This June, world leaders will congregate in Rio de Janeiro to attend the Rio+20 U.N. Conference on Sustainable Development. The conference will mark the 20th anniversary of the 1992 United Nations Conference on Environment and Development (UNCED), which culminated in 190 heads of state signing several legally binding environmental agreements.
However, Rio+20 is taking a different approach. The summit’s recently leaked zero draft outcome document, entitled “The Future We Want,” requests that governments set their own targets and work voluntarily towards a global green economy, poverty eradication and sustainable development. But such a proposal isn’t without its challenges.
The Rio+20 zero draft deserves commendation for various reasons. First, it openly recognizes that most countries have largely failed to meet the challenges and obligations as outlined at UNCED. It also reiterates the “multiple interrelated crises” that we currently face, their adverse impacts on development gains over the past two decades, and the various systemic gaps in implementation of prior commitments. These admissions of past failures and present challenges have resulted in commitments to measurable deliverables and goals, outlined in a comprehensive roadmap spanning from 2012 to 2030.Enjoying this article? Click here to subscribe for full access. Just $5 a month.
Additionally, a hopeful commentator in The Guardian recently commented: “Global summits don’t deliver success, but they are a prerequisite for making success possible.” This seems a fair assessment; it’s undeniable that international platforms help facilitate knowledge transfer and the exchange of ideas, which are integral elements of pushing forward debate, fuelling policy development, and generating the political will to ensure subsequent policy implementation.
The optimism surrounding Rio+20’s potential is further supported by precedents that indicate that concerted international government action embedded in a rule-based system can and does work. The most notable example of this is the Montreal Protocol on Substances that Deplete the Ozone Layer, which has been described by former U.N. Secretary General Kofi Annan as “perhaps the single most successful international agreement to date.” Ratified by 196 states, the Protocol has resulted in significant decreases in the volume of ozone-depleting chemicals in the atmosphere and early signs of stratospheric ozone recovery – and some commentators see potential for similar success to emerge in the wake of Rio+20.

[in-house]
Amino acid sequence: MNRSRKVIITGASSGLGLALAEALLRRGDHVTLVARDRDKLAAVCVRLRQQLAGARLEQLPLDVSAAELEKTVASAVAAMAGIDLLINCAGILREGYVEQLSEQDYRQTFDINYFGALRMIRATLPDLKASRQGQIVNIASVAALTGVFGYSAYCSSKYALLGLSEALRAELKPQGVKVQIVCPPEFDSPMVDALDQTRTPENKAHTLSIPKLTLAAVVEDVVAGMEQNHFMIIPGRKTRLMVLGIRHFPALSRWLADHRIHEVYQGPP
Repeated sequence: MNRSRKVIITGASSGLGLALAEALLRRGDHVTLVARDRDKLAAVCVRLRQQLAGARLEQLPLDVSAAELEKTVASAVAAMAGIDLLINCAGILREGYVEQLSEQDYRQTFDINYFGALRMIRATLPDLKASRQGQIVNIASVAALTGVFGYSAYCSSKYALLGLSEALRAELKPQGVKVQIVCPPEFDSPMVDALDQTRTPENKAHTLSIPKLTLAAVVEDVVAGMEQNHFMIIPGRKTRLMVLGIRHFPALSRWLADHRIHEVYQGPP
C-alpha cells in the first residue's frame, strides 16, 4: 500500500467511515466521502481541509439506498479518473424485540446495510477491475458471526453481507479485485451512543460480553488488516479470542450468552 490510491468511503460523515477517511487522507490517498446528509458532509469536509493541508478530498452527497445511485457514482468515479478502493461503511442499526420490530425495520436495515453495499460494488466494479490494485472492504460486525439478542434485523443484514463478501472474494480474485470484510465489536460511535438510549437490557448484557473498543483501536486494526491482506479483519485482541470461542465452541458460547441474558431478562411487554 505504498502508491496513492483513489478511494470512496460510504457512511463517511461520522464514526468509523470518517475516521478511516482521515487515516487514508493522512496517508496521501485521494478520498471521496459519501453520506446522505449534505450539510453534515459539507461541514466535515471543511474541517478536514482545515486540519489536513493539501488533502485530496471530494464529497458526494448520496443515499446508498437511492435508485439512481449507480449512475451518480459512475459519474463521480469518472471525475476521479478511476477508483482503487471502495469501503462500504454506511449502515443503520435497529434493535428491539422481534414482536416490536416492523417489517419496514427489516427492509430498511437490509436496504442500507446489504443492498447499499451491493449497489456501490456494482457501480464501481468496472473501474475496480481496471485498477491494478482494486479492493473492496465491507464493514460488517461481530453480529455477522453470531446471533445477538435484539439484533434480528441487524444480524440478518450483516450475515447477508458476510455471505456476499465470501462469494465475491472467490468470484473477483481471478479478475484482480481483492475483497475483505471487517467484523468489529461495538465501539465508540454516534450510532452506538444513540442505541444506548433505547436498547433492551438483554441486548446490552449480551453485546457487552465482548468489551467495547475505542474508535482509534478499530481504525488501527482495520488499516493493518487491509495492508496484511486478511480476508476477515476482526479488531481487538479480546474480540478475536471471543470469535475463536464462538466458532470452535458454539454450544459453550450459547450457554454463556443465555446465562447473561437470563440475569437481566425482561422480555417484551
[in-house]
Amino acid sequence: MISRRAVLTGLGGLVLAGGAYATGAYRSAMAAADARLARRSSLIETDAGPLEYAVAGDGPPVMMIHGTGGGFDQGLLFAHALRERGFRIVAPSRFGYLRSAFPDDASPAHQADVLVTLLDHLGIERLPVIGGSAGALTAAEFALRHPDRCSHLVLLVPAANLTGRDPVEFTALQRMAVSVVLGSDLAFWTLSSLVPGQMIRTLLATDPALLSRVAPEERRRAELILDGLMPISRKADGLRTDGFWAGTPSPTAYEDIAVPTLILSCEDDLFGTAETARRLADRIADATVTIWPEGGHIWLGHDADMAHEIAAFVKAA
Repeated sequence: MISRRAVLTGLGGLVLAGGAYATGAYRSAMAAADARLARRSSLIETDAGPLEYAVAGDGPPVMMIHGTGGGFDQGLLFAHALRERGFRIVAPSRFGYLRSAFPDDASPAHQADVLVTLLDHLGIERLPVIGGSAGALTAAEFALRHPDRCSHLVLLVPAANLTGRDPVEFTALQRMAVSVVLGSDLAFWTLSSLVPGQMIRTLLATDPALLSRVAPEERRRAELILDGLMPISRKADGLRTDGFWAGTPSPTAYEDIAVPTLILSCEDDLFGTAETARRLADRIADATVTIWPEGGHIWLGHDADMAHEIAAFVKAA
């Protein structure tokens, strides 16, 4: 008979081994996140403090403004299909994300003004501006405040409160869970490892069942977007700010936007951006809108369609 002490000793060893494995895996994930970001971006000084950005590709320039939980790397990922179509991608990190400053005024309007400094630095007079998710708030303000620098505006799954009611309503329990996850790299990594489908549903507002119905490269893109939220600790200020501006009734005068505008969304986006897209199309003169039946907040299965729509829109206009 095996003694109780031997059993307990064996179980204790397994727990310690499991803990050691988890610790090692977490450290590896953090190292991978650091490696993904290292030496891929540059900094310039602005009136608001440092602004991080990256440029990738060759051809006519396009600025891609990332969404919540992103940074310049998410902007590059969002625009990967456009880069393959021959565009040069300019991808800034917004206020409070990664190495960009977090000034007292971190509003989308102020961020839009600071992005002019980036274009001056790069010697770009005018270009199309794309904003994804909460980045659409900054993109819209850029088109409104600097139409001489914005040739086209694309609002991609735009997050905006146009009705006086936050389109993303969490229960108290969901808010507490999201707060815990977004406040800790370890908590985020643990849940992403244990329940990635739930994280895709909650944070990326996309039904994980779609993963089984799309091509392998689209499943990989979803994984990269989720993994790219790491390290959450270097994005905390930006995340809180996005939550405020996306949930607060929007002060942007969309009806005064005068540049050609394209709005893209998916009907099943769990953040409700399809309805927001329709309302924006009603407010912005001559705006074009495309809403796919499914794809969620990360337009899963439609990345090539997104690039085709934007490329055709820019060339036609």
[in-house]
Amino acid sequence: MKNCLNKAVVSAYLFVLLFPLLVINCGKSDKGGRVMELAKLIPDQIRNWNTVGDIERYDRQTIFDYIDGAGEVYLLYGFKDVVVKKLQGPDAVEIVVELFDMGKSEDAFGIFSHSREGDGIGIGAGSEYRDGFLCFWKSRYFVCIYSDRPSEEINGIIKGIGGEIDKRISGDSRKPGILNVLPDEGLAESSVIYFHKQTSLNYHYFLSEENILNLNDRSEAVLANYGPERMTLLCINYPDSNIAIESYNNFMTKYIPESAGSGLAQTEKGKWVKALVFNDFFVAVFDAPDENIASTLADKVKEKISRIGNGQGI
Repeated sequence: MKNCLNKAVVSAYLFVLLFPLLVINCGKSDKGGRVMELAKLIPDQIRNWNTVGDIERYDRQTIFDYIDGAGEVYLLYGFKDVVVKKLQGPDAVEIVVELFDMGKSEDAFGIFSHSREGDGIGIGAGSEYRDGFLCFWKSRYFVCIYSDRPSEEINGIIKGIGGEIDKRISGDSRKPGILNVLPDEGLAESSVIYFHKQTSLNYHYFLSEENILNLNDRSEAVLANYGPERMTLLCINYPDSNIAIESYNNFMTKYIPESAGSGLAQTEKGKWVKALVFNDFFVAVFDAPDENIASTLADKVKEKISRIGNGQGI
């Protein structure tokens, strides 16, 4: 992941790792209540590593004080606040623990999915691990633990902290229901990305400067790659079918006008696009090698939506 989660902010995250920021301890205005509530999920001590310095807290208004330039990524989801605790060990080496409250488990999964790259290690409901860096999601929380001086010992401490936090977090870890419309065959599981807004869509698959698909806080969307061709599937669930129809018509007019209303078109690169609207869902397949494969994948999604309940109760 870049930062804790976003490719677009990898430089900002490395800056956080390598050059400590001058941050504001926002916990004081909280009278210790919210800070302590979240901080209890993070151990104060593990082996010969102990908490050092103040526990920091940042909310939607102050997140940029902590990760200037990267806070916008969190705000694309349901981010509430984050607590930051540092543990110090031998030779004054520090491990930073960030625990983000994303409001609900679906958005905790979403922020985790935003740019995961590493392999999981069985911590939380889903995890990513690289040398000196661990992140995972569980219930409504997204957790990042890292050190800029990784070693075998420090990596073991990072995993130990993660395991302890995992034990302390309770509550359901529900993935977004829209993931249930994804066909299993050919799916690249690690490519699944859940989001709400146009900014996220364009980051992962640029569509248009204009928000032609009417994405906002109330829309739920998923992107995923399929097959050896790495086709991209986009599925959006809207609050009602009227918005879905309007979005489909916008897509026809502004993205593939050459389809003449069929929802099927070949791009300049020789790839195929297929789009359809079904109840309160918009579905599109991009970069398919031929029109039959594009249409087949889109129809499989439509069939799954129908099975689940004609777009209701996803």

Rio+20 also rides on the wave of a series of lead-up U.N.-led sustainable development efforts. The most recent of these is U.N. Secretary General Ban Ki-Moon’s ‘Sustainable Energy for All’ initiative, which urges holistic advancement of sustainable development goals by governments, the private sector and other stakeholders through commitments to economic growth, poverty alleviation and environmental protection. Ban’s effort, which have emerged in the wake of the U.N. FCCC and the Millennium Development Goals (MDGs), reaffirms the U.N. commitment to sustainable development and is helping gather the much-needed political momentum to propel the Rio+20 agenda forward.
We should also commend the United Nation’s long-term planning and perspective beyond Rio+20: the draft contends that Rio+20 is ultimately a cornerstone summit; a launch pad for further action and future commitment, not a be-all-and-end-all event. Rio+20’s goals are aimed at complementing and strengthening pre-existing action development goals like the MDGs, not replacing them. If its potential is fulfilled, Rio+20 will be an integral cog towards the establishment of a comprehensive post-MDG sustainable development framework come 2015.
The sustainable development agenda put forth by Rio+20 is, without a doubt, an important one worth the international community’s immediate and undivided attention. However, progress could be impeded by a number of pressing and as yet unaddressed concerns.
The global financial crisis continues to hog the limelight as the eurozone crunch remains unresolved while unemployment rates continue to hover at 8.5 percent in the U.S. and 9.8 percent in the European Union as of the end of 2011. Pundits are keenly watching the international stage for signs of political change as over 50 countries hold major elections this year.